What was it like to tell people this news?

Oh, it was awful. I didn’t want to make that phone call. I wished anyone else could make that call. But, I needed to call my mother and tell her. I didn’t know she was driving at the time. I still feel bad about that. She had to pull over. I had her make the rest of the calls. I didn’t feel it was my responsibility to spread the word, but I knew I had to call her.

Ben called his mom while she was giving Jack a bath. She started to cry, and for a long time Jack associated that phone call and her sadness with Lila’s sickness.

How did you explain all this to Jack?

We kept it pretty basic. We explained that Lila was sick, and the doctors were going to help. We had many conversations about it.

Once, I tried to get more specific, I tried to explain what cancer was, but he didn’t really get it.

It just became part of his life.

What have you done over the last year to retain normalcy?

In the beginning, there was a plan for Lila’s treatment, but no plan for our life. We knew we were going to stay in North Carolina for her treatment, but we didn’t know where we were going to live, what would happen to the apartment in Brooklyn, who would take care of Jack. In the beginning I would go days without seeing him.

Eventually, we worked it out. Ben and I would take turns at the hospital, one of us would be there during the day, and then we’d switch off, and the other would be there at night, so both Jack and Lila could see both their parents every day. Julie (Ben’s mother) went to the hospital so Ben and I could be together, and be with Jack together.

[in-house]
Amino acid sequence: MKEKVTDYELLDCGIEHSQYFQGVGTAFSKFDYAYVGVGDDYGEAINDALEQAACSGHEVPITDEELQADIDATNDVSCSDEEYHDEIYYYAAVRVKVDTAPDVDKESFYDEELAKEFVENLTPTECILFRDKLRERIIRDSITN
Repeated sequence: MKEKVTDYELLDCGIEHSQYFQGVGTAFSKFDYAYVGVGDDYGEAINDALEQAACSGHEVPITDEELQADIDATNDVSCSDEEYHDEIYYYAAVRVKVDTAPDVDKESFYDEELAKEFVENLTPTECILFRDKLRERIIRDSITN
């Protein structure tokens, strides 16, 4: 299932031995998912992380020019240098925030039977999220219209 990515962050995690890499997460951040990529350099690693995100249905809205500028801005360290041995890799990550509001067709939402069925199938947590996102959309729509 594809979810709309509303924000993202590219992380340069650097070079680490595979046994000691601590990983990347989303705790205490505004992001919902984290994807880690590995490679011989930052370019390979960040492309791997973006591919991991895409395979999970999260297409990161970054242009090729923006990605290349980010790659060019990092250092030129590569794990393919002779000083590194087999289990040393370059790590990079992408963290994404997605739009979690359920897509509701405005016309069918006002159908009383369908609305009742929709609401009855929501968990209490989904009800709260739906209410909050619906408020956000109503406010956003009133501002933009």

We taught Julie and Janelle (Ben’s sister) to administer the chemo so Ben and I could go away for our anniversary. This was a struggle.

Why?

I had to trust someone to give my child poison, essentially. It was a challenge to enjoy ourselves, thinking about that, while we were away. But it was necessary. We knew, even though it would be difficult to leave, it had to be done.

We tried to keep life normal for Jack, and hospital life was normal for Lila. It is what she’s known for most of her life. For her, it is what it is.

For you is it what it is, or do you rail against what’s happened?

The day it happened, sometime within the first 24 hours, someone said to me, “I don’t know how you’re doing this. I could never do this.” And 24 hours before that, I suppose I would have thought the same thing. But if it happens to you, you do it, because there is no alternative.

You can’t resist what you have no control over.

Can you speak to the response you’ve gotten to Lila from the public, both near and far?

I’ve never been a church charity case before, so, it was a personal process to learn how to accept help. A friend told me people wouldn’t offer if they didn’t want to help, and when people offered, I should say yes. So, I had to learn to say yes. It wasn’t easy, but it was good for me, and it was good for Jack. Up until that point he had, let’s say, a small circle of trust. He was looked after by only a few people, besides Ben and me, and this year has loosened him up. He’s been watched by so many people, and it’s helped us both to trust others.

The thing is, it’s incredible.

Lila’s name has been on dozens of prayer lists. People of all different religions were talking to God, whoever their God is, on her behalf. A friend put her name on the First Presidency’s prayer list, so Lila was prayed for, by name, by the prophet of our church, The Church of Jesus Christ of Latter-Day Saints.

It’s been incredible, weird, and difficult.

What about this response surprises you?

It’s surprising how this little person has impacted people who have never met her. I got an email from an acquaintance from college who told me that Lila’s story changed her life. Until this point I’d only thought of how this had changed my life. I didn’t consider how it had changed other people.